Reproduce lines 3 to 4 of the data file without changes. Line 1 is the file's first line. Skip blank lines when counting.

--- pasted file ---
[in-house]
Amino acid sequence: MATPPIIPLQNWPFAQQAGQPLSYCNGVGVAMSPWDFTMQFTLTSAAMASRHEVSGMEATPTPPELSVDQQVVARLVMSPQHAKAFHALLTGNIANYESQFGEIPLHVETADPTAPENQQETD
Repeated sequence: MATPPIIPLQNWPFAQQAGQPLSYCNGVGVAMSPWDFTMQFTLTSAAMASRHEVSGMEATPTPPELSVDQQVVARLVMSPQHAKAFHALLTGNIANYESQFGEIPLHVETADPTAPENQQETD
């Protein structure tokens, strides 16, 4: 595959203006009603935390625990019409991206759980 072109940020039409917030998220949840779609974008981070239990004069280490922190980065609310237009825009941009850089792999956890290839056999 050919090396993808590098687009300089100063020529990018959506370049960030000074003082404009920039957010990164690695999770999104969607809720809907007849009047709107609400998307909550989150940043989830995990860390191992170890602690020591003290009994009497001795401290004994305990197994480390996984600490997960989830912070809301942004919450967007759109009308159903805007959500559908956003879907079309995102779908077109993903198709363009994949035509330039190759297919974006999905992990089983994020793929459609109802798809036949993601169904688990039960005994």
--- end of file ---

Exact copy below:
Repeated sequence: MATPPIIPLQNWPFAQQAGQPLSYCNGVGVAMSPWDFTMQFTLTSAAMASRHEVSGMEATPTPPELSVDQQVVARLVMSPQHAKAFHALLTGNIANYESQFGEIPLHVETADPTAPENQQETD
């Protein structure tokens, strides 16, 4: 595959203006009603935390625990019409991206759980 072109940020039409917030998220949840779609974008981070239990004069280490922190980065609310237009825009941009850089792999956890290839056999 050919090396993808590098687009300089100063020529990018959506370049960030000074003082404009920039957010990164690695999770999104969607809720809907007849009047709107609400998307909550989150940043989830995990860390191992170890602690020591003290009994009497001795401290004994305990197994480390996984600490997960989830912070809301942004919450967007759109009308159903805007959500559908956003879907079309995102779908077109993903198709363009994949035509330039190759297919974006999905992990089983994020793929459609109802798809036949993601169904688990039960005994």